Icahn expects major stocks correction in 3 to 5 years

By Reuters

Nov 17, 2014 10:01 PM EST

Carl Icahn isn't forecasting a dramatic stock market drop quite yet but the billionaire investor is still bracing for a market sell-off in the next three to five years, he told Reuters on Monday.

"I am still concerned that one day you'll see a break like you had a few weeks ago," Icahn said at the Reuters Global Investment Outlook Summit in New York, "but it won't come back."

With the Standard & Poor's 500 index now up more than 10 percent for the year and trading at 2,041, many investors have put October's short-lived slide behind them, saying low interest rates and a growing mergers and acquisitions boom will continue to fuel the bull market.

But Icahn is more concerned and is predicting a downturn. "It's really a question of when that is going to happen, in my opinion. It could be three years, it could be three months, it could be three days. But I really do believe there will be a major correction in the next three to five years, at least."

Even as many investors see blue skies ahead, Icahn is taking precautions. "We short S&Ps against a very large portfolio. We have the benefit of not having to worry that much about hedge fund partners," he said. Icahn added he still owns the stocks he loves including Apple Inc but there are some companies trading at multiples around 18 to 19 times earnings and "are mediocre companies." 

A year ago in an interview with Reuters, Icahn helped push the market lower with his comments and he took pains this year to be careful on adding a vague timeline, noting that there are many variables he can't handicap.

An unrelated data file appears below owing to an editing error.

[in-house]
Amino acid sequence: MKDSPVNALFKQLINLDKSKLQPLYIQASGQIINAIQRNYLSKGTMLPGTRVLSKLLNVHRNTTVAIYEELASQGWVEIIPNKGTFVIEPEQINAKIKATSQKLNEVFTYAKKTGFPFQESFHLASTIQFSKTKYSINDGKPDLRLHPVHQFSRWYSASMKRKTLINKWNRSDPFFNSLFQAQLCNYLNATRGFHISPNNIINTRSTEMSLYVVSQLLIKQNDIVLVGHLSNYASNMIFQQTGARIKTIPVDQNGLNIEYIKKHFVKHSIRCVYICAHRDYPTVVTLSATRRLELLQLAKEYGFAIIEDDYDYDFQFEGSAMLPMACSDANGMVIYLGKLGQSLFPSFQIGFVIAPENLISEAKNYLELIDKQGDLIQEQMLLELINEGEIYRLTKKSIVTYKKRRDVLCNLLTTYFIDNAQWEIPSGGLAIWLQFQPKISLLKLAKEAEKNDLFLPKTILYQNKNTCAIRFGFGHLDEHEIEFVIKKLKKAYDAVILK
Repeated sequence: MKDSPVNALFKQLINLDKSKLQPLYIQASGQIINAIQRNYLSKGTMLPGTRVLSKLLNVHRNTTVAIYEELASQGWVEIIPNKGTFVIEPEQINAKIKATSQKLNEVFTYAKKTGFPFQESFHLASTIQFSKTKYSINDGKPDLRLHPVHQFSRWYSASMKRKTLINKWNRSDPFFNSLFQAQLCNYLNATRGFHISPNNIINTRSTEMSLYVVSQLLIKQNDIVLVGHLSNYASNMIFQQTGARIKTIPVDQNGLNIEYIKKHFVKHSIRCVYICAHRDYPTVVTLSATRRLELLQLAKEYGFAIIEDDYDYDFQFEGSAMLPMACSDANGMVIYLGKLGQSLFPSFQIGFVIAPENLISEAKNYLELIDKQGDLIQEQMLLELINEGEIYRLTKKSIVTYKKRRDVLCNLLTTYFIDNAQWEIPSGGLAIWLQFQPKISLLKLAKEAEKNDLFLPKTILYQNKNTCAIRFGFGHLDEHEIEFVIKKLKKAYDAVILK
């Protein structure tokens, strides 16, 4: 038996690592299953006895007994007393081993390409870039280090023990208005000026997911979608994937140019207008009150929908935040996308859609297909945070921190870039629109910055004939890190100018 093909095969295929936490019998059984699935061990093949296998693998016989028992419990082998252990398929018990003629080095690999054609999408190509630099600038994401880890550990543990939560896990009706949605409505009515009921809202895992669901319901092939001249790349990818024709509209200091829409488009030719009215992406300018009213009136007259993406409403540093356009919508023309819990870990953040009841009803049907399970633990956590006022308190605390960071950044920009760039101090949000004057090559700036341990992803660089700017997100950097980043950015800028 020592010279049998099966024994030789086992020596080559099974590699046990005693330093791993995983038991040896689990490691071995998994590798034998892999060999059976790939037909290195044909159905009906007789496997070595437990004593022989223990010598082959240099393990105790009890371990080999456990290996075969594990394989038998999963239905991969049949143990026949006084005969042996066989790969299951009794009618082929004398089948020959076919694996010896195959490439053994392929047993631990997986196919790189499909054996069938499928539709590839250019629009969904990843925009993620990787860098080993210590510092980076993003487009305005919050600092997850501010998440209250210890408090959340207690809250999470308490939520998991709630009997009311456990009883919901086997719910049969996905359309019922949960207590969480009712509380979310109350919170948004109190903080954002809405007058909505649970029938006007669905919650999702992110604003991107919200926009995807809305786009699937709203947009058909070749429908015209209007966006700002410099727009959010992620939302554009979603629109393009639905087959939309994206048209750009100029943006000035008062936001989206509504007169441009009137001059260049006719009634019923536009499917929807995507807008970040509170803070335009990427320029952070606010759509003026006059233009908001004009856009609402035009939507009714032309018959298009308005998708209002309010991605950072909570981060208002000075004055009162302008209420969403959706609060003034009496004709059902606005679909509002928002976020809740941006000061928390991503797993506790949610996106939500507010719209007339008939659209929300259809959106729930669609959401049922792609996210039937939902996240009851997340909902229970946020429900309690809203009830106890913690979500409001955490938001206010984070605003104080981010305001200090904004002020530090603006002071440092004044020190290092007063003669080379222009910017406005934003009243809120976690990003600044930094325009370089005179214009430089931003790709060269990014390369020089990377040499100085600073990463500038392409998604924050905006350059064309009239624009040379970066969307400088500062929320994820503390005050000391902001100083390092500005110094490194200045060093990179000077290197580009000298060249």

He acknowledged he could be completely incorrect and the market could climb another 1,000 points. But he also pointed to his decades-long history of reading markets and making investments and said he's been right more often than he's been wrong.

Icahn, who at age 78 has lived through his fair share of ups and downs, is cautious, however, saying that oil companies, which have benefited from easy money but are suffering now amid a supply glut, could be experiencing a real bubble.

Acknowledging that his more worried view is not the norm on Wall Street these days, Icahn said "I like being a minority. I am not saying go short the market, I'm talking in general terms."

With U.S. oil now trading at roughly $75 a barrel, consumers have felt the impact of lower prices not only at the gas pump but more generally, Icahn said, calling the drop a plus for the economy in the short term.

While the drop has pushed down energy companies' share prices which caught many hedge funds off guard and hurt October returns, Icahn said there is a silver lining in that these companies may be on sale at some point, making for "great opportunities."

Icahn and his designates sit on 10 corporate boards and get a first-hand look at what corporate America is doing.

"I look at these earnings and I find them to be somewhat suspect," he said. The earnings that are being reported are based on the ability of companies to borrow at very low interest rates, he said, and everybody is saying "'Everything is great'."

However, he said many company executives he speaks to look at the economy and think, "it ain't what it's cracked up to be."

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